Sierra Hill's path to pharmacy has been unconventional. After receiving her bachelor's degree in Molecular Cellular & Development Biology (MCDB) from CU Boulder, she went to the U.K. where she worked for the Royal College of Radiologists in England and then the Royal College of Surgeons in Ireland. "I wanted to be a citizen of the world. And, ultimately, my global work experience helped to mold my career path," says Hill. Her undergraduate degree provided her with a strong scientific foundation, but she knew she wanted to do more and a degree in pharmacy would provide her with experience on the patient and clinical side. "I thought pharmacy was an interesting career path with a vast number of opportunities," says Hill. So, she applied to, and was accepted into, the program.
She worked in clinical trial management prior to school, and was a student trainee at the FDA, and an inpatient clinical pharmacy intern at University of Colorado Hospital while at pharmacy school. These experiences gave Hill an entirely different perspective when pursuing her PharmD and determining her future career path. "I was seeking a position where I could use my clinical training as a PharmD and the unique international and domestic work experiences to bring a dual perspective to enhance patient outcomes on a national scale.”
During pharmacy school she began researching more roles for those with a PharmD and was fascinated by the business side of pharmacy. “I networked with pharmacists working in industry and I was intrigued to learn about different roles pharmacists hold,” says Hill. New roles and positions have been created within the industry recently, which bridge the gap between research and marketing. Roles tailor-made for pharmacists that merge the scientific knowledge and background with communications skills that are integral to the PharmD program can be found within the pharmaceutical industry. Positions include medical affairs, medical science liaison, regulatory affairs and clinical operations.
According to Hill, this growing field is perfect for her. "I did a lot of research to find the position and company that was right for me," says Hill. The position she located is through a fellowship program through Rutgers University in medical affairs at Genentech. “In my role as a fellow in medical affairs, I will provide scientific support for a drug in late-stage clinical development.” Pharmacists in medical affairs can be involved in medical education and communication, clinical trials, strategic planning and health outcomes, and outcomes-research activities. The training and mentorship that Hill will receive through the post-doctorate fellowship will prepare her to join a multi-disciplinary team as a medication information expert at the end of the one-year program.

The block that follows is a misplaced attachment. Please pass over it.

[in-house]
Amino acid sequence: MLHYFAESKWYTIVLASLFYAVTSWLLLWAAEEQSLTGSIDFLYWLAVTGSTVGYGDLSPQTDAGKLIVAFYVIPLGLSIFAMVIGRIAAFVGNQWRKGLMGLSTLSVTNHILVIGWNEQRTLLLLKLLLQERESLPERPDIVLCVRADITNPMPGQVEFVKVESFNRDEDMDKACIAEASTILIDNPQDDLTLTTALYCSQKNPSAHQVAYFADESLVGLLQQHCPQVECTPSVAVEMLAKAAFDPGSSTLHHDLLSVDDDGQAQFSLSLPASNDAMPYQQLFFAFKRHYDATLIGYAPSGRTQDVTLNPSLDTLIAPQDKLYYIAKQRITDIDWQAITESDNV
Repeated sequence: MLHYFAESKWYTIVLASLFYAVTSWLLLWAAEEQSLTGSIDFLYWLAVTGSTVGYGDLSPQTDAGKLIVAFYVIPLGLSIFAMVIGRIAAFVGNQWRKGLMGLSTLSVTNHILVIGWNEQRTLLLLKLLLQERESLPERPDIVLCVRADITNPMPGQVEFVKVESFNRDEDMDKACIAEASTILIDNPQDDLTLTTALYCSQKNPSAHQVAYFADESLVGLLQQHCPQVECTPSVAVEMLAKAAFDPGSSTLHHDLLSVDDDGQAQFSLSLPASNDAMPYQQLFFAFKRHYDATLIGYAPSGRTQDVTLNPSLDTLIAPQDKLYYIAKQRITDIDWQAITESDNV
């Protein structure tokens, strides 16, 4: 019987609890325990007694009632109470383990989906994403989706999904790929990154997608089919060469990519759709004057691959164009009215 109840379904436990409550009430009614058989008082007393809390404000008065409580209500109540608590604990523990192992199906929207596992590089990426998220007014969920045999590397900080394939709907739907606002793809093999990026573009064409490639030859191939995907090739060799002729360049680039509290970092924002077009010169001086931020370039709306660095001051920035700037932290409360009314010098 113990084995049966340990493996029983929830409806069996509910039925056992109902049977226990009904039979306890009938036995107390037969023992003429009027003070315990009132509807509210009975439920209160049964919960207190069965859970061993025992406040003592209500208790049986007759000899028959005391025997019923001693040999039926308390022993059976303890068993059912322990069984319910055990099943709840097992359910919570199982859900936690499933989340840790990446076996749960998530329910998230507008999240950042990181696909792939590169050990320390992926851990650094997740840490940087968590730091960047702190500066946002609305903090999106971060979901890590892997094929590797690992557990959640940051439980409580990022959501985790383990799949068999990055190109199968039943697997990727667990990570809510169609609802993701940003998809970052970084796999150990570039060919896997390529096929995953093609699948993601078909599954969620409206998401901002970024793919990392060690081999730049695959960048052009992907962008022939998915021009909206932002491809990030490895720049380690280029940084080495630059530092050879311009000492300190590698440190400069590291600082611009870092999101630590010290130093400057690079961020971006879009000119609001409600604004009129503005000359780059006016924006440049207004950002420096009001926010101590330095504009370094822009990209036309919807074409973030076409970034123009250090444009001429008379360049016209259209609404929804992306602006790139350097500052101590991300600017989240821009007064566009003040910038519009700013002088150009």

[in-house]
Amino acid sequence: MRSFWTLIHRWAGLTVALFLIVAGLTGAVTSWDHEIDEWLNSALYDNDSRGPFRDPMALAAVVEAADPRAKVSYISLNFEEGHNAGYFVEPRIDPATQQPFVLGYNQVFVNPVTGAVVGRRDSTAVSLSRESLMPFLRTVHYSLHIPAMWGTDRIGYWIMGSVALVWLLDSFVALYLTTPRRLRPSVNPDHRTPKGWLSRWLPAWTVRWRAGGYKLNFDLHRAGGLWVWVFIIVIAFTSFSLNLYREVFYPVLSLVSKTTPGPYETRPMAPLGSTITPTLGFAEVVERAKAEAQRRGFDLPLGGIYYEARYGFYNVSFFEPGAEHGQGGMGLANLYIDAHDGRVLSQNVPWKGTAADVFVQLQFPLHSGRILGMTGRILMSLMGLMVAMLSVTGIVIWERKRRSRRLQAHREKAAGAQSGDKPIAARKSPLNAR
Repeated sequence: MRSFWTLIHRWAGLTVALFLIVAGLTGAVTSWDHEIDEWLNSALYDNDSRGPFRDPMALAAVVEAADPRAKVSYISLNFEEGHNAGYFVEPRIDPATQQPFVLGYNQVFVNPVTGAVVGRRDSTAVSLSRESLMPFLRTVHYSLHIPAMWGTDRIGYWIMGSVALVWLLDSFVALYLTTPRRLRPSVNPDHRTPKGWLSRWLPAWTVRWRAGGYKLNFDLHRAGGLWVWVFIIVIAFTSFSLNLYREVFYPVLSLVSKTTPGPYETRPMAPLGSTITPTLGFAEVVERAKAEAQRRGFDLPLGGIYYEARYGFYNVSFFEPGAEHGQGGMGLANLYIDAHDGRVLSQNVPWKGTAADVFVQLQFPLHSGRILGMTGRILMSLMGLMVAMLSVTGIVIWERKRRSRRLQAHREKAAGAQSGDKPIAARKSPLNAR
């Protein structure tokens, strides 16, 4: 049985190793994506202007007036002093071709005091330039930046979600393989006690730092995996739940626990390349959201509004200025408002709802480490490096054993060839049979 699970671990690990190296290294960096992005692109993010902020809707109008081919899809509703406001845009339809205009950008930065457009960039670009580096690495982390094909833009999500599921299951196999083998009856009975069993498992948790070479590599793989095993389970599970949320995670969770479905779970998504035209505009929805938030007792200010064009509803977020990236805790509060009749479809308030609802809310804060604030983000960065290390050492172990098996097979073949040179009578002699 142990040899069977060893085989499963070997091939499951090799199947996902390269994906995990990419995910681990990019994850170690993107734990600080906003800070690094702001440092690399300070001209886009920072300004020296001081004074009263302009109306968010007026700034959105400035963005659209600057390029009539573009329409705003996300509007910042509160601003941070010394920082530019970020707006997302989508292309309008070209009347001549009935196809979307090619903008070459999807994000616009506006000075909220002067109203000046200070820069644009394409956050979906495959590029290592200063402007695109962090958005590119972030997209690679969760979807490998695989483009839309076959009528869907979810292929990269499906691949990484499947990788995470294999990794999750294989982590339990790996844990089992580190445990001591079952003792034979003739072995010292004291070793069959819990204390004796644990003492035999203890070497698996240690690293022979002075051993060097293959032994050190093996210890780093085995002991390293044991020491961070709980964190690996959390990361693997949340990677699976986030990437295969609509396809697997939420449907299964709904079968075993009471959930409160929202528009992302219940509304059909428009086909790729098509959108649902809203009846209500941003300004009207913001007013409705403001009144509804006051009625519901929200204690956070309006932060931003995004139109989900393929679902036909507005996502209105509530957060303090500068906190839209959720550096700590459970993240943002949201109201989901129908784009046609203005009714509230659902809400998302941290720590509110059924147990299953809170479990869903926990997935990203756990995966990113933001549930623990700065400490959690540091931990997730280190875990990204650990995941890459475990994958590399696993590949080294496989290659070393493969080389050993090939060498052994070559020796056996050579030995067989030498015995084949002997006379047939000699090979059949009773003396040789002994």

As a student, she's already been making an impact on her future team and has been recognized for a slide deck she created to provide education on the different expedited drug review programs. "It's exciting to already be making contributions to the team before I've even started."
Rutgers Pharmaceutical Industry Fellowship Program (RPIF)
More than 30 years ago, Rutgers, The State University of New Jersey, the Ernest Mario School of Pharmacy, and a pharmaceutical company began a collaborative pilot program to evaluate the potential contributions of clinically-trained pharmacists within a pharmaceutical industry practice setting. Following the successful pilot, the RPIF Program expanded to include 18 companies within the pharmaceutical and biopharmaceutical industries and over 150 fellows annually. The program has helped drive the demand for the growing number of employment opportunities for clinical pharmacists in industry. the program has Fellowships both on the east and west coasts and offers training in most drug development and commercialization areas.